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However, you can’t change date format, specifying some format string. There are two ways of solving this problem in Share Point: to describe the customer why using yyyy. is better in his everyday work, or set German locale as default one in Share Point. MM.yyyy), but of course it contains German names for weekdays and months as well - you will probably see these in calendar controls and schedules in your site.
That’s why, for example, here in Latvia we are in trouble! So the customer could choose less evil from these two. so it probably should use Culture Info for locales as well.
Some additional number formatting parameters will be displayed in the output, just to help you to choose more appropriate culture from the list. Now executing the following code will setup this culture to be used in our site replacing Latvian locale:trycatch Culture And Region Info Builder carib = new Culture And Region Info Builder("nb-NO", Culture And Region Modifiers. Load Data From Culture Info(new Culture Info("lv-LV"));carib. So now we are using Norwegian locale on our site, but all user interfaces are in Latvian!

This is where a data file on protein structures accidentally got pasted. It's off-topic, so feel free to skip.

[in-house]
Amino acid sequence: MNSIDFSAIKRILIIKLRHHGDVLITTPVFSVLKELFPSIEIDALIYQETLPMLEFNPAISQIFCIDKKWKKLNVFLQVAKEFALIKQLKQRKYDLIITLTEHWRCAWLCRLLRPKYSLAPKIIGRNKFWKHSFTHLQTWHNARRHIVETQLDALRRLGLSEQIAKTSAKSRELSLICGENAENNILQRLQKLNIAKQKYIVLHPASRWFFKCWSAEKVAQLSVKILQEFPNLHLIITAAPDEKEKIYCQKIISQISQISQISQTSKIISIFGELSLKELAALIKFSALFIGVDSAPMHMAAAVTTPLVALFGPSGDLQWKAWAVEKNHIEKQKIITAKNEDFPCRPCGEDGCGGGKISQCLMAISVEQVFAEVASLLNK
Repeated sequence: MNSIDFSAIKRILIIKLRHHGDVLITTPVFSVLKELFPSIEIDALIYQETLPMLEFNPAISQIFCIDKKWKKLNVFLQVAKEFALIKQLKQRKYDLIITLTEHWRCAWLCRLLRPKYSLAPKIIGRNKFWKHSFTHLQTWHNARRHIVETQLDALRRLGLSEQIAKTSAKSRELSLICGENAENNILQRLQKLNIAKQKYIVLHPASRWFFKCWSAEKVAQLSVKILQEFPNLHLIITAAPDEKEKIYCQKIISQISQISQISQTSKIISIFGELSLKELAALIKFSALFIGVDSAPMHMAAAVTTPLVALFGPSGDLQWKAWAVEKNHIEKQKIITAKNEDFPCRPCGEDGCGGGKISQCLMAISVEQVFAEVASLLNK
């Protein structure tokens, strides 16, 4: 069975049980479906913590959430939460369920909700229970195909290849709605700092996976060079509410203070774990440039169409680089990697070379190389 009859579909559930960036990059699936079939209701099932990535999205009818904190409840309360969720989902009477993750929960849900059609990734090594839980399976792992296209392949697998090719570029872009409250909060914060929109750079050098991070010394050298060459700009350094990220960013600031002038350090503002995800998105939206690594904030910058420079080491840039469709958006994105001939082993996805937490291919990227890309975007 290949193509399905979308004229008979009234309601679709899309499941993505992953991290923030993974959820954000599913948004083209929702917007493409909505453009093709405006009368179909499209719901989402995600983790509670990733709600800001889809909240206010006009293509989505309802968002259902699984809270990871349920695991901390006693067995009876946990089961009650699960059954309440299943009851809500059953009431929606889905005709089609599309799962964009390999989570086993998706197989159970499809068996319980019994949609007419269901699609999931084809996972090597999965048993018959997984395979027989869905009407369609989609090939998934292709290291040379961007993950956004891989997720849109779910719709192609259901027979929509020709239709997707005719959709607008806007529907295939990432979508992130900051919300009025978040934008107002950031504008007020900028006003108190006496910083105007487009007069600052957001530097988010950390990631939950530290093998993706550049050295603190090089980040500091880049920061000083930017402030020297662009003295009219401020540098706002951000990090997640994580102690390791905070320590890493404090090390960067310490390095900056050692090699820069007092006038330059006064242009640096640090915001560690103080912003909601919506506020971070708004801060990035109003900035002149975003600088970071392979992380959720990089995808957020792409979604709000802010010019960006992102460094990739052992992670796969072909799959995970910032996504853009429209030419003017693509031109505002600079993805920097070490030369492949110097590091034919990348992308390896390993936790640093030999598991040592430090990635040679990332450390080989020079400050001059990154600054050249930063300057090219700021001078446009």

Load Data From Region Info(new Region Info("lv"));carib. And finally, don’t forget to setup correct sorting order and time zone in regional settings.
I’ve done it using the following code: Culture Info lvci = new Culture Info("lv-LV", false); Date Time Format Info lvdtf = lvci. Number Format;foreach(Culture Info ci in Culture Info. All Cultures))As a result you’ll get a list of cultures, which have dd. But this is obvious, because now we are using Norwegian locale.
as a short date pattern, and number separators equal to Latvian locale. Register(); Culture Info ci = new Culture Info("nb-NO");using(SPSite site = new SPSite(" you should restart IIS to see the difference. The most interesting part is that calendar controls and views for lists have Latvian names for months and weekdays displayed.
I’ve tried to find out where this default short date format string is stored.
You should take it in mind, while selecting a culture to use as a base one.You can see these in “Short date format” drop-down, going to Settings - Date on your Windows Server 2003.If you specify some new format, it will be shown as the last one in the list of available for current culture. I’ve spent lot’s of time Googling, investigating Windows registry and file system, trying to find out where these default date formats for each locale are stored.Luckily, these are not dependant from regional settings used on the site. A character has just witnessed something so icky, so unsettling, so horrific, so weird, that he must express his disapproval.